Jump directly to the content
A Rich Christian in the Age of Food StampsCharlotte90T / Flickr

A Rich Christian in the Age of Food Stamps

Sep 17 2013
Why food insecurity is every evangelical’s concern.

The debate over food stamps continues in Congress this month, and the arguments are as red and blue as we would expect. Republicans, rallying for smaller government, argue for a reduction in the Supplemental Nutritional Assistance Program, which would make 2 million fewer people eligible for the program. Democrats, supportive of government spending, favor the protection of SNAP.

And both sides are quoting the Bible, one saying, "The one who is unwilling to work shall not eat" (2 Thess. 3:10) and the other, "Whatever you did for one of the least of these… you did for me" (Matt. 24:40).

I am a Christian without strong red or blue loyalties, but I do think rising food insecurity—defined by the USDA as lack of "consistent access throughout the year to adequate food"—should concern every one of us. As research continues to reveal the widening gap between rich and poor, many poor Americans struggle to overcome the systemic inequities that restrict their access to the resources necessary for their rescue.

Regrettably, I have only begun caring about the protection of SNAP since my teenage nephew came to live with us this year and began sharing with us his painful childhood stories of food insecurity. I confess to usually affording the insularity wealth buys, my life comfortably sheltered from the struggles of the poor. I am one of the rich getting richer, and borrowing Ron Sider's phrase, I don't often know how to live as a "rich Christian in an age of hunger." And yet I want to learn. I want to grow in generosity and compassion. I want to "do good, be rich in good works, be generous and ready to share," (1 Tim. 6:18).

My nephew, now 18, grew up hungry. Unlike my own children, who, by no merit of their own, landed into an upper middle-class family with two well-educated parents, my nephew (whose father died when he was young) was raised by a single mother who cobbled together an existence from minimum-wage jobs—and welfare. For a while, the live-in boyfriend delivered pizzas and brought in a little extra cash, but it was never enough to feed the little boy whose childhood passed in the quiet anxiety between government checks, as he looked forward to calling the toll-free number on the back of his mother's EBT card to see whether the monthly allotment of $100 been added.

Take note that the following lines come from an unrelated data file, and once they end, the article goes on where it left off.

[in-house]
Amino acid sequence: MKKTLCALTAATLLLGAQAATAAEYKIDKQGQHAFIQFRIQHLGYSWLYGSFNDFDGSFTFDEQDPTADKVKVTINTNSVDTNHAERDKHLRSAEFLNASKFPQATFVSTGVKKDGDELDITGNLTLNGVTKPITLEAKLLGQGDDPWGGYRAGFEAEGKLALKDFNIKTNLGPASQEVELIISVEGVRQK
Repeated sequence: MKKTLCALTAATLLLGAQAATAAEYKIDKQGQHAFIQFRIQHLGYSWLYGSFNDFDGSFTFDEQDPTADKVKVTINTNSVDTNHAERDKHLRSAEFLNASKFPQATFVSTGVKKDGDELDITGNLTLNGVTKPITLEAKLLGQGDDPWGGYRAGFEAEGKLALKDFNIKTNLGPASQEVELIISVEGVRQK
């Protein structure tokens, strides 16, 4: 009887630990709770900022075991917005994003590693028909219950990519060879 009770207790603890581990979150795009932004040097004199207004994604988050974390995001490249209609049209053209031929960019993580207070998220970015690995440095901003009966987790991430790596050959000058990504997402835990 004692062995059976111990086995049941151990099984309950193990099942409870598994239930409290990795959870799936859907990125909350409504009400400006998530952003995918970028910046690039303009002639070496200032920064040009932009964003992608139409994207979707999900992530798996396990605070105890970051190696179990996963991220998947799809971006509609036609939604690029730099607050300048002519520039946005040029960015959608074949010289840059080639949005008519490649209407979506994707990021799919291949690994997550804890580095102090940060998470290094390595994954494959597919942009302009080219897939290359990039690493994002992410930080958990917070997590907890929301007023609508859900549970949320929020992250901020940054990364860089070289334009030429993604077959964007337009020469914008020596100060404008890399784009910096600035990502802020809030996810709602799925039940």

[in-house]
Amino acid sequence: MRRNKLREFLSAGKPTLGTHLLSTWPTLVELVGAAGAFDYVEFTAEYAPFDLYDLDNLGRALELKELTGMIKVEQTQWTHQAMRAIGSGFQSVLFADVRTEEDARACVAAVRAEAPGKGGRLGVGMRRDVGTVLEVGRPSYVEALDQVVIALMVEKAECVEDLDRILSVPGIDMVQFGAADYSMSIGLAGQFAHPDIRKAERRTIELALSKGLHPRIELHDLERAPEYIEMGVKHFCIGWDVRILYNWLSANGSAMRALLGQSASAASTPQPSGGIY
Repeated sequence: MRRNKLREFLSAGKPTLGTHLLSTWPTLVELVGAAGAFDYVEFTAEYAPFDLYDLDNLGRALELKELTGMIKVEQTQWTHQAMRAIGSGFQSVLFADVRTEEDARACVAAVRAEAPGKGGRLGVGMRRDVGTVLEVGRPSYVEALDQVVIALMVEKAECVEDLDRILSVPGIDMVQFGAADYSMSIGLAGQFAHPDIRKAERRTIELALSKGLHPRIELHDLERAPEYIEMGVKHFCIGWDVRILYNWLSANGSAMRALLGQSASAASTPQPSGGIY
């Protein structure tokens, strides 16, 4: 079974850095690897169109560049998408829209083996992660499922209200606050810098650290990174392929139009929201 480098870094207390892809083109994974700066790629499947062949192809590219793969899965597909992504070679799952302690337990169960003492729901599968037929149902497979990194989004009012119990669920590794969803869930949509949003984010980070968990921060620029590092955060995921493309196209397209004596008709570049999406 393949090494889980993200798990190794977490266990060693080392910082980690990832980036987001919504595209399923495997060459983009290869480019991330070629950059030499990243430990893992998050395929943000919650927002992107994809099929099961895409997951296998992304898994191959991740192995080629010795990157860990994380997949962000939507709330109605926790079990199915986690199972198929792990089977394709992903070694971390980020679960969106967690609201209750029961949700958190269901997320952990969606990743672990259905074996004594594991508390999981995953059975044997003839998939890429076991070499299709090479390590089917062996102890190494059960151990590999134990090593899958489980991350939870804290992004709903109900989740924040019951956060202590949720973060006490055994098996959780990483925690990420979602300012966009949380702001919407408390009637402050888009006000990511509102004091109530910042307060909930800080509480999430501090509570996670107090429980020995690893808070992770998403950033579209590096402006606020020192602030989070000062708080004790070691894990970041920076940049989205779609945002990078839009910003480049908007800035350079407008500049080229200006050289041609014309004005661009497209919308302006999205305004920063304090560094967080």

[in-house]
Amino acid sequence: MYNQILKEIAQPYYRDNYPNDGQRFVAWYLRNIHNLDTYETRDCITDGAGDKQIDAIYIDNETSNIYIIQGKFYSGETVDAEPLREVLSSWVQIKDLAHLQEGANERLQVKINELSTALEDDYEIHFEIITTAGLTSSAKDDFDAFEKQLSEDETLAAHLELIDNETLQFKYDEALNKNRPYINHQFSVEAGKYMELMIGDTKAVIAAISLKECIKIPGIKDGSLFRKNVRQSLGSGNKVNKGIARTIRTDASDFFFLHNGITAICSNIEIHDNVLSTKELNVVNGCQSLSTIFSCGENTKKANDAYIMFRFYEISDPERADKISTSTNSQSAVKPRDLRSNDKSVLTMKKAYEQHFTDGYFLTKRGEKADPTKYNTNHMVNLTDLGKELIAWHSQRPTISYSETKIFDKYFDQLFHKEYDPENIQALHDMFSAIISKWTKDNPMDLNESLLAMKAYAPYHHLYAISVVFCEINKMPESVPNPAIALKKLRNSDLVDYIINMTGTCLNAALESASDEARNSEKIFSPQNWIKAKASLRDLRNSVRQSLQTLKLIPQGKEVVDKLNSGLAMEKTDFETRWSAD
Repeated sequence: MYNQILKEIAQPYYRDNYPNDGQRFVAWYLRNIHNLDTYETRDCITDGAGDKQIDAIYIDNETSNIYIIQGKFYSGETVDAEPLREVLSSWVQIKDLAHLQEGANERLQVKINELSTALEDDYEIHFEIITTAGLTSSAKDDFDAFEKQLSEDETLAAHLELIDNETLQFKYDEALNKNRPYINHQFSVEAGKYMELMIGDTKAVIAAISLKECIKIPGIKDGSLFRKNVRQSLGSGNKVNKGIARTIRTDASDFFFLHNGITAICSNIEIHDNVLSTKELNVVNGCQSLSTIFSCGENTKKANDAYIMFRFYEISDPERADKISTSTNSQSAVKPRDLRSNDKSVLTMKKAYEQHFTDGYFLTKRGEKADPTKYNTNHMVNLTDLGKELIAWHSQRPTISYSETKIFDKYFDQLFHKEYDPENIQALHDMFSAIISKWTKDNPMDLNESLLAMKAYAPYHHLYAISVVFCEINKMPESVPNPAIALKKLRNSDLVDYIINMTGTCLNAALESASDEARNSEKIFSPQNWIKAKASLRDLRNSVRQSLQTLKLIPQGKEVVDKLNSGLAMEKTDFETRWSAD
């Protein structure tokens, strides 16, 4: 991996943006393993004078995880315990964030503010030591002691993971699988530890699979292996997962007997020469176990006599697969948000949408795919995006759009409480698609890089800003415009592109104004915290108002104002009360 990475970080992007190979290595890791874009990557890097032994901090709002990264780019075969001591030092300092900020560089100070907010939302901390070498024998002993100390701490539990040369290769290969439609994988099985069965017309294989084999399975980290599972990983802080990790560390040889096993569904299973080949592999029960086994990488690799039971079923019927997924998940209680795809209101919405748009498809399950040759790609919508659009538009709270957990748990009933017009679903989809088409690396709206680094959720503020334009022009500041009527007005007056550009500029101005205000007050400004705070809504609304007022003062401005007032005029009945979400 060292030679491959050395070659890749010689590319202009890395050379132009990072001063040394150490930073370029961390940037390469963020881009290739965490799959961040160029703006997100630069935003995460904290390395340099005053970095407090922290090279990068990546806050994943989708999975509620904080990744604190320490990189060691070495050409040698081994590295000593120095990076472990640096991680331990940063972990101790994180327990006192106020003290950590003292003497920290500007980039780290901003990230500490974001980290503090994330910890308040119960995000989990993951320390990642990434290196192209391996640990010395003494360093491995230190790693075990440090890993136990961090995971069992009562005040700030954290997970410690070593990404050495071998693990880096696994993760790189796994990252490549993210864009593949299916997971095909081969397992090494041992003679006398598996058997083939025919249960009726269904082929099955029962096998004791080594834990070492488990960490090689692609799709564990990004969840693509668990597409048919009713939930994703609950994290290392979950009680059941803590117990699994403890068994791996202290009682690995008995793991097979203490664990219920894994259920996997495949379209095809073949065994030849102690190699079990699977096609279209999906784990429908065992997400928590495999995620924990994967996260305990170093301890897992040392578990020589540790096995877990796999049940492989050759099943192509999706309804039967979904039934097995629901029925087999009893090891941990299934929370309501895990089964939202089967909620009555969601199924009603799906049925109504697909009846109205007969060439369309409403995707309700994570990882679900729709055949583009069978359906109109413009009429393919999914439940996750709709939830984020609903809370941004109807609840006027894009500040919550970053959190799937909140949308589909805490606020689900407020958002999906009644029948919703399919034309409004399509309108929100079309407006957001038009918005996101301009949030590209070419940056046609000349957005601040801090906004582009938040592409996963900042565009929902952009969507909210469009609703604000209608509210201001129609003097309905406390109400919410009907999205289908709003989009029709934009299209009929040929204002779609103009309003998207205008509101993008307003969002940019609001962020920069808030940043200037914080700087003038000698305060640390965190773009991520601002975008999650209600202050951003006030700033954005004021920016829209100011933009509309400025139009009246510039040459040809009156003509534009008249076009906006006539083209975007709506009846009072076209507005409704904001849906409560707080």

Despite our stereotypes of lazy welfare queens (and some will argue that my nephew's mother, before her death, had been one), 4 of every 5 SNAP enrollees are either working or can't work because they lack access to childcare, suffer from a disability, or are elderly. Like my nephew, they are even children themselves. People who criticize or outright dismiss the food stamp program all have stories of the tattooed bum paying for his groceries with WIC checks (a caricature crassly painted by Daniel Flynn in his piece for The American Spectator)—or alternatively, the young mother giving birth to more WIC checks (excuse me, babies). But these people do not fairly represent the Americans who may have more legitimate reason for relying on food stamps. Perhaps we could even say that the majority of SNAP recipients are the widow, the orphan, and the alien—people whom God rises to defend (Ps. 68:5).

To add a comment you need to be a registered user or Christianity Today subscriber.

More from Her.menutics
Bring Back Blind Dating

Bring Back Blind Dating

Online matches put the pressure on us, while setups offer a sense of community support.
Q+A: The Story Behind the Jesus Storybook Bible

Q+A: The Story Behind the Jesus Storybook Bible

Sally Lloyd-Jones wrote a kids Bible so popular that they’re releasing an adult version.
We Don’t Age Out of Our Sexuality

We Don’t Age Out of Our Sexuality

Balancing love, desire, and the demands of midlife.
Why I Gave in to Barbie, Even Before Her Size Change

Why I Gave in to Barbie, Even Before Her Size Change

Barbie teaches my girls to play. I’ll let other examples teach them about being a woman.
Include results from Christianity Today
Browse Archives:

So Hot Right Now

Passion, Revisited: Remembering When I Was Radical for Christ

How can we stay ‘sold out’ for our faith?


  • #Urbana2015's @AfroRising (https://t.co/GSpIauewnP) named as a speaker at upcoming @Qideas conference in Denver https://t.co/pt0gWyKadQ
  • My dating life isn't just my business: @StephanieRische on community and relationships https://t.co/0QXj2RyPwG
  • RT @SHoddeMiller: Some reflections on #Lent, with help from @IFgathering, @angiesmith19 and @LisaRWhittle https://t.co/QQjQMiXHy7
  • Keeping Lent will not make us more holy in the eyes of God. It will not save us. Why some do it anyway: https://t.co/acxBZXaQsL
  • RT @kateshellnutt: Coming to @CT_women this week: Three female poets reflect on going through Lent with cancer. Hard and hopeful and profou2026

What We're Reading

CT eBooks and Bible Studies

Christianity Today
A Rich Christian in the Age of Food Stamps